Vitamin A And Its Effects On Your Eye Health

"Eat your carrots. They're good for your eyes!" How many times did you hear that advice as a kid? While you may be tired of hearing about how carrots are good for your eyes, it really is important to understand how vitamin A, the nutrient which carrots are known for, benefits your eye health. Here's a closer look to how and why your eyes utilize vitamin A, along with some ways (other than eating carrots) to get more of this nutrient into your diet.

Benefits of Vitamin A

Preserving night vision.

In order for you to see in night, certain cells in your eyes need to produce special pigments. Without vitamin A, your eyes can't make this pigment, so your vision at night tends to get blurry. This condition is known as night blindness, and it can be pretty limiting, making it impossible for you to drive at night or even be functional in the evening without a lot of bright lights in your space. Getting enough vitamin A in your diet will help keep your night vision sharp.

Preventing and slowing down the progression of major eye diseases.

As you age, macular degeneration and cataracts both become more common. Macular degeneration can eventually lead to near-total blindness, and cataracts can impair your vision substantially, often requiring surgical removal. Studies have shown that getting enough betacarotene, a form of vitamin A, can help slow the progression of macular degeneration.  Vitamin A can also help prevent cataracts.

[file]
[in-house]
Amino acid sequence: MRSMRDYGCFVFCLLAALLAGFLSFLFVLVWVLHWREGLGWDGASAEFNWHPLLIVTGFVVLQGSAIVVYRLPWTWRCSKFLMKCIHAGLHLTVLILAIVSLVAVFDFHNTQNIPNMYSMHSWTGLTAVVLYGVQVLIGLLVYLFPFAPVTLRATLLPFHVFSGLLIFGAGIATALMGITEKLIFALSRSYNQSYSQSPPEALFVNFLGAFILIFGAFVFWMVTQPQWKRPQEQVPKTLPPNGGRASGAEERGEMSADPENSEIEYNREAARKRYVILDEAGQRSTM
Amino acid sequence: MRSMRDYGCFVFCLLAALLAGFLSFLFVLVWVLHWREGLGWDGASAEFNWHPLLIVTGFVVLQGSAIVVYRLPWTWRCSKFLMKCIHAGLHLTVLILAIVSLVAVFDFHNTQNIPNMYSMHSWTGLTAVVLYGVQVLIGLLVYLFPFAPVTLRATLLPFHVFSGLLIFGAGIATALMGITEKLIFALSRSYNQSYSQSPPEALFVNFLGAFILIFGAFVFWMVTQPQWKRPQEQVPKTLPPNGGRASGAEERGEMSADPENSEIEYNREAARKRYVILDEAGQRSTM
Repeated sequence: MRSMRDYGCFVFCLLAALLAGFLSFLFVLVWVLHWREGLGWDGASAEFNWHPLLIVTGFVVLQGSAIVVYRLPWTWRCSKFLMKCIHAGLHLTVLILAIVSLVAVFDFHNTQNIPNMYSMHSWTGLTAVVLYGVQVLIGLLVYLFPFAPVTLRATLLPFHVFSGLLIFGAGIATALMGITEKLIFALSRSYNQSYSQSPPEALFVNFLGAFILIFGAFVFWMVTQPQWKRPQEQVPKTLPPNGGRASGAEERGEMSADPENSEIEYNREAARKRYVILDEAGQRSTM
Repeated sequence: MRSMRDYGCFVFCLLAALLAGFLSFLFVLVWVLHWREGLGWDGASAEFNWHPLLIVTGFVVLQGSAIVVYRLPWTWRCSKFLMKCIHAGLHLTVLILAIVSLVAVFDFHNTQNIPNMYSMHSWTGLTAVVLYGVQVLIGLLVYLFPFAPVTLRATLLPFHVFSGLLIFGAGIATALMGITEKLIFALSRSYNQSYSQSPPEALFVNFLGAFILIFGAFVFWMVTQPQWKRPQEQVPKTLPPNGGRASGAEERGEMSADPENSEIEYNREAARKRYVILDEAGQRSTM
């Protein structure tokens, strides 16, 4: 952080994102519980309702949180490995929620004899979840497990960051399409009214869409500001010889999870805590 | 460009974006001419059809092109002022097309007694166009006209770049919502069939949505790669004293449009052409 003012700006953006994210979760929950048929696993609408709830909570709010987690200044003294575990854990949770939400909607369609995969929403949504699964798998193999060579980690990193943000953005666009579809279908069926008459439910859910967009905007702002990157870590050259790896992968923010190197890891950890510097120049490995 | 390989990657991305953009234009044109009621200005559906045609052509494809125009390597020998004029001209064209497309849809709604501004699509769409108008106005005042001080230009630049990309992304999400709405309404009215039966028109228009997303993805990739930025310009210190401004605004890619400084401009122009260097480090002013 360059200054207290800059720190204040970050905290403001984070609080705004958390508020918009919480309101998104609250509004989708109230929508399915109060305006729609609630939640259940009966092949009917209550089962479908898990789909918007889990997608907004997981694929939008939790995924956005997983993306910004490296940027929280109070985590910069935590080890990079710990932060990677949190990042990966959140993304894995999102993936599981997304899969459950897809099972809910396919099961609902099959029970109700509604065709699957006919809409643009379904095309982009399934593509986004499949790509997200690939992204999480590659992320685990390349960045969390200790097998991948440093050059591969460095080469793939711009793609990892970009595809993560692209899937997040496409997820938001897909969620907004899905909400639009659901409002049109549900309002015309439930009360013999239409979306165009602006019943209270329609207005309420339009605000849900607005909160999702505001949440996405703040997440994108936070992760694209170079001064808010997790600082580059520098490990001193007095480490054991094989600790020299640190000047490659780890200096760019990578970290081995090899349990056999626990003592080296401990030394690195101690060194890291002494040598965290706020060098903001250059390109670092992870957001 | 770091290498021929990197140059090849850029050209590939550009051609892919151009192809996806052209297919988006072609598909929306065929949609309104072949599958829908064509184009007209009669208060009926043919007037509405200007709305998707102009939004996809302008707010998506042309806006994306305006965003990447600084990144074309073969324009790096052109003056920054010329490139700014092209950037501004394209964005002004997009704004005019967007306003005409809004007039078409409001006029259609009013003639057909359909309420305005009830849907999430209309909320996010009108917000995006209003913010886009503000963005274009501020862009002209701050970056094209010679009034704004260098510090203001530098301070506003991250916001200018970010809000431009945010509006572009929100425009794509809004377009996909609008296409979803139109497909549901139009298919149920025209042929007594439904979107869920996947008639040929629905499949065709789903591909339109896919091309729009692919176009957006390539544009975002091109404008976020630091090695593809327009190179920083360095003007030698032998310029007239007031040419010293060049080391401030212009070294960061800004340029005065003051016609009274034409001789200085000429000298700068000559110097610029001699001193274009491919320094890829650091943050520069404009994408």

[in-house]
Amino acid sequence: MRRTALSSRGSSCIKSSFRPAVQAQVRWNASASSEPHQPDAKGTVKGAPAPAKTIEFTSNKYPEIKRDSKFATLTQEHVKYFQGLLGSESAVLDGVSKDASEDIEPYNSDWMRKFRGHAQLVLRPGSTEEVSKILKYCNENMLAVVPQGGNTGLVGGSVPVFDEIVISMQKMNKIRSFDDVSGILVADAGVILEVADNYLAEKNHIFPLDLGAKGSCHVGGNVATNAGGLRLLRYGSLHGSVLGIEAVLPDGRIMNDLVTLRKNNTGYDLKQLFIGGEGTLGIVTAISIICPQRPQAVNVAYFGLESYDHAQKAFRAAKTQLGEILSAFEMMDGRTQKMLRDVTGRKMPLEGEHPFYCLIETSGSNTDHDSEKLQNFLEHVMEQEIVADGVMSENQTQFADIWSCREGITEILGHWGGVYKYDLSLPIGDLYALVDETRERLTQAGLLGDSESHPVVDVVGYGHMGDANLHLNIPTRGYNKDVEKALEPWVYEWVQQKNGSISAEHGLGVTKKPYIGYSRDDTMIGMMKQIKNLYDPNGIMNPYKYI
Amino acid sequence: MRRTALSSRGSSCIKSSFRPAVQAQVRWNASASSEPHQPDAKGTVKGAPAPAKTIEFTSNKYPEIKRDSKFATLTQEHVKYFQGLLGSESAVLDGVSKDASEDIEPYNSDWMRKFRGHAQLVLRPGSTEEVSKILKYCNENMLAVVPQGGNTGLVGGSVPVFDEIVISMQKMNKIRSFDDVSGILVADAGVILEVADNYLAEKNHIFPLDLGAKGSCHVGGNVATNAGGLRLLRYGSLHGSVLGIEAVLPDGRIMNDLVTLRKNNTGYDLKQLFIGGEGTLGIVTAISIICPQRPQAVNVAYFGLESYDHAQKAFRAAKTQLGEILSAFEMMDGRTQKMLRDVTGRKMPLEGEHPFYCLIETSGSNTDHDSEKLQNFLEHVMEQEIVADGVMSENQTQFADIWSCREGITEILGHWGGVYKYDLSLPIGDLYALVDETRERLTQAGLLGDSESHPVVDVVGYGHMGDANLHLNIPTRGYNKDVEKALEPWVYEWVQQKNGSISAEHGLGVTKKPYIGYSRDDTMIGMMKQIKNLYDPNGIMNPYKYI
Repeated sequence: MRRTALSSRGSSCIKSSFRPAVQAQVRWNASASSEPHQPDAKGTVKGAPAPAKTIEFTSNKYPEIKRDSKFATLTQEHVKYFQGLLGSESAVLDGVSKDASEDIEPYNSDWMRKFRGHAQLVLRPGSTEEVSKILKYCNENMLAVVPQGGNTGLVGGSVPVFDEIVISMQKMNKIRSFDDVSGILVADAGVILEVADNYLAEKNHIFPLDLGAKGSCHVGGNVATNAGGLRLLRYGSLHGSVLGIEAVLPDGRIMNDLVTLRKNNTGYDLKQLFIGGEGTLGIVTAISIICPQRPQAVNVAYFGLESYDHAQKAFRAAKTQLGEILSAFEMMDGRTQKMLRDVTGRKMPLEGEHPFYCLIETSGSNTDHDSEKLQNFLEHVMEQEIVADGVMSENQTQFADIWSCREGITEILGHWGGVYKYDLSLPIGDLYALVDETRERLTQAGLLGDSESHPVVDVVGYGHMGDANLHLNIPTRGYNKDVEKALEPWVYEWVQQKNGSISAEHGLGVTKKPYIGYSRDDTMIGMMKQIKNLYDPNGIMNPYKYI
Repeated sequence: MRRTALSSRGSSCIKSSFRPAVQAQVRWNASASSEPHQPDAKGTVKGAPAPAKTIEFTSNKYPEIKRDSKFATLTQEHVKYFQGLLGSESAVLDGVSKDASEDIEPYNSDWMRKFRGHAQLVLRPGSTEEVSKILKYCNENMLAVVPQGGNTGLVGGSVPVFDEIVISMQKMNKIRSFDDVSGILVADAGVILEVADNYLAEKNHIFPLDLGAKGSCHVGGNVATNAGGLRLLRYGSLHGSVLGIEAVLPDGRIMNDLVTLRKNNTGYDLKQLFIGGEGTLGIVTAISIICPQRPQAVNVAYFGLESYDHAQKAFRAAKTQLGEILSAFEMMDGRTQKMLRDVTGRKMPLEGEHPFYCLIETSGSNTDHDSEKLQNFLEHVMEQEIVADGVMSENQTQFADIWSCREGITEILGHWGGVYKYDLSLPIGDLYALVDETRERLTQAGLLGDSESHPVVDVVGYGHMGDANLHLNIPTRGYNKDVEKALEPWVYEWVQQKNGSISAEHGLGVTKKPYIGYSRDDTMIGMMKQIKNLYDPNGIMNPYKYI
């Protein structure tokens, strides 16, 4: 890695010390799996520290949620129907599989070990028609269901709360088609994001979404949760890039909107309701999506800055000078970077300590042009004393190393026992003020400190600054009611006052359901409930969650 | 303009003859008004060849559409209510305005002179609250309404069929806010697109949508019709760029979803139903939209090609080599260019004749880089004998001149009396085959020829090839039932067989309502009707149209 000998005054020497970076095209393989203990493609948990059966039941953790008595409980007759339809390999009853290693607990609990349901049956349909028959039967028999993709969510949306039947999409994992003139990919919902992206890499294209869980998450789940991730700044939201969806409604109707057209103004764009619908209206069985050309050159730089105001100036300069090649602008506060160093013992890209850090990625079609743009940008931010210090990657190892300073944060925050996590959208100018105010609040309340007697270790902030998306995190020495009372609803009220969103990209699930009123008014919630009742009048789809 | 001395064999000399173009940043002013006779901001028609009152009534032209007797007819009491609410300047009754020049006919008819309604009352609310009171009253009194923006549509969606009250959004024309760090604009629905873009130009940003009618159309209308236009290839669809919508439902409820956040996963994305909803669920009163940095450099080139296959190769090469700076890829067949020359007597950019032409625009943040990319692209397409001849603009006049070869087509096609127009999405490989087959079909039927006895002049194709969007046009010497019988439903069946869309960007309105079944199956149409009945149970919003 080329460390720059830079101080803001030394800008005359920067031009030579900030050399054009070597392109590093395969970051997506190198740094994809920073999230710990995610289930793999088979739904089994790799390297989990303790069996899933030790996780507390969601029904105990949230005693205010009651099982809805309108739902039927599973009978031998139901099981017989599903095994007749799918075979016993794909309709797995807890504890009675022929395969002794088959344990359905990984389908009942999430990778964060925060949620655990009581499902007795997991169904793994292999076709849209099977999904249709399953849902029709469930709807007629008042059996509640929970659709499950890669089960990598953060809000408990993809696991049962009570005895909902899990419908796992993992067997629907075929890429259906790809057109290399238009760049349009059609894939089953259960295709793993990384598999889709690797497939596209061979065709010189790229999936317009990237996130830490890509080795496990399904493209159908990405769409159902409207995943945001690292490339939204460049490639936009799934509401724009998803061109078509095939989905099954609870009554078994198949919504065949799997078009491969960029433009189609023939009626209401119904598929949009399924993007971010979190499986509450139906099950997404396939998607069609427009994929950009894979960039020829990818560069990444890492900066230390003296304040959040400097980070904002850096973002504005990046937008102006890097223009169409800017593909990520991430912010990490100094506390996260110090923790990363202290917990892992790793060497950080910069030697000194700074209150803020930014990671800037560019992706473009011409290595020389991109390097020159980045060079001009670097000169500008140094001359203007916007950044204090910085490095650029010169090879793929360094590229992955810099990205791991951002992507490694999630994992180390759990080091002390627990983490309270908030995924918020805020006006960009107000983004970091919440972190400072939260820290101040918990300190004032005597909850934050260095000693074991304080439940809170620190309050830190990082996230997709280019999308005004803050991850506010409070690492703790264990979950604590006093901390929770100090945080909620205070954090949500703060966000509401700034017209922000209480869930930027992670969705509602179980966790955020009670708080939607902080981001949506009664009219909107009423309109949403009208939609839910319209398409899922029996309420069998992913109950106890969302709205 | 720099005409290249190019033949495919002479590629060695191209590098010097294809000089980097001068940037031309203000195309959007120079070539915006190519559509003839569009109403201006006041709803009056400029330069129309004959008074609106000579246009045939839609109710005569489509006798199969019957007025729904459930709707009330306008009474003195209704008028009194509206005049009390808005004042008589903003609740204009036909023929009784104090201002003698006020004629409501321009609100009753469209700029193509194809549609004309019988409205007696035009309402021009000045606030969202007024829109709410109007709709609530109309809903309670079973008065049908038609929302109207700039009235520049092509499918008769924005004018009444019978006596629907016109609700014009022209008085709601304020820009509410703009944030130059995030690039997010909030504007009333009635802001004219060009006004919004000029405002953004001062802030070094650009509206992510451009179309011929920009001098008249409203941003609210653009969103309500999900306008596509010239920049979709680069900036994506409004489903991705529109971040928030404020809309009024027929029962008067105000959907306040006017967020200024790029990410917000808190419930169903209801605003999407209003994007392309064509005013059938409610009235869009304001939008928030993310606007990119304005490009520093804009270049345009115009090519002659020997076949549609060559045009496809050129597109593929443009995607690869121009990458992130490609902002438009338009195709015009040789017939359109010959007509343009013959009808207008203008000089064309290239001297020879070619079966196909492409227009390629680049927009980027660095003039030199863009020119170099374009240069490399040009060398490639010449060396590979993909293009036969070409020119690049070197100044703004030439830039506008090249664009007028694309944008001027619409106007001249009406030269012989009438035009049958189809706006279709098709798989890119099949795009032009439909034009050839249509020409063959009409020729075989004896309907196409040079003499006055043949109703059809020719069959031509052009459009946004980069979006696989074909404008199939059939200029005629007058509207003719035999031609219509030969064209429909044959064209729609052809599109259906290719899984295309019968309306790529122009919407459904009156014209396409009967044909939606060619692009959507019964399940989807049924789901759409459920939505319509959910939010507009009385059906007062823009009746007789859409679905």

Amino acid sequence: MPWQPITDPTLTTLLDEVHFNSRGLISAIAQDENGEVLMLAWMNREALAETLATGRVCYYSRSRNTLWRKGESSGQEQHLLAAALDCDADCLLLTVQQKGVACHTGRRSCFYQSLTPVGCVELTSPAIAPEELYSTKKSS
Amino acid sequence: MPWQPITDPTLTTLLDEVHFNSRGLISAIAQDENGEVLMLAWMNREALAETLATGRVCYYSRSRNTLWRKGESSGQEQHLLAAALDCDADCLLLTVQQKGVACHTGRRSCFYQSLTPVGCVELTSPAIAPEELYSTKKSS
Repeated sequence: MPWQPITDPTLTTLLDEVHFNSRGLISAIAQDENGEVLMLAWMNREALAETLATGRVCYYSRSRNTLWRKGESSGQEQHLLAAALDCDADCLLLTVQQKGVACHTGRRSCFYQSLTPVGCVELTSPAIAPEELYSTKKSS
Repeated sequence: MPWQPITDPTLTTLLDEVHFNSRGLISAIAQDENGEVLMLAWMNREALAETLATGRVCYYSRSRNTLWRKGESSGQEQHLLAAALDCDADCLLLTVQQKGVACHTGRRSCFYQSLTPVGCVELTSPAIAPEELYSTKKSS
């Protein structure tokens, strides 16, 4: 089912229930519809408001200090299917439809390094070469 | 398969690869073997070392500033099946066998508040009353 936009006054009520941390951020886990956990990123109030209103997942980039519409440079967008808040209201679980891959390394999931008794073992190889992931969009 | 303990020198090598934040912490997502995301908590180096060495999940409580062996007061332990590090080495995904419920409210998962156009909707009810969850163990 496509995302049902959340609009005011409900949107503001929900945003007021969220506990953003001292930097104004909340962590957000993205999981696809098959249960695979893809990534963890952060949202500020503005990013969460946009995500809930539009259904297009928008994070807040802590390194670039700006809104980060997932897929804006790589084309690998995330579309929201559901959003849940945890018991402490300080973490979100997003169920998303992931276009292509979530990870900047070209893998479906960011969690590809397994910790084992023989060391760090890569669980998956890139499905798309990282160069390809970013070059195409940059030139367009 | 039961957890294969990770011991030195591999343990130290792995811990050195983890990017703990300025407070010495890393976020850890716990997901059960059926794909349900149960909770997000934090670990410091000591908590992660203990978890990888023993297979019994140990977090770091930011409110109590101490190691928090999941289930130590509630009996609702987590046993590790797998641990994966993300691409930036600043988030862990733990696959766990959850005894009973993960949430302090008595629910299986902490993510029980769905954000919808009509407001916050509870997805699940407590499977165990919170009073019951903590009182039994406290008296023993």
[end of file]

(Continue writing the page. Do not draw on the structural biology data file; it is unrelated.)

Staving off infections.

Eye infections can cause redness, itchiness, and oozing. Vitamin A helps boost the immune system so it can more effectively fight off the bacteria and viruses that cause these eye infections.

Other Great Sources of Vitamin A

Carrots are high in vitamin A, but they are far from the only source of this nutrient. Experts recommend that adult women get at least 700 mcg of vitamin A per day. Men should aim for an intake of 900 mcg per day. Some great sources include:

  • Sweet potatoes (1,403 mcg per potato)
  • Beef liver (6,582 mcg per 3 ounces)
  • Spinach (573 mcg per ½ cup, boiled)
  • Cantaloupe (135 mcg per ½ cup)
  • Ricotta cheese (263 mcg per cup)

Just a sweet potato or serving of beef liver per day, and you'll exceed your needs for vitamin A! If you're still having trouble meeting your needs, consider purchasing a supplement and taking it according to package instructions. Contact a shop like Corner Drugs for more info.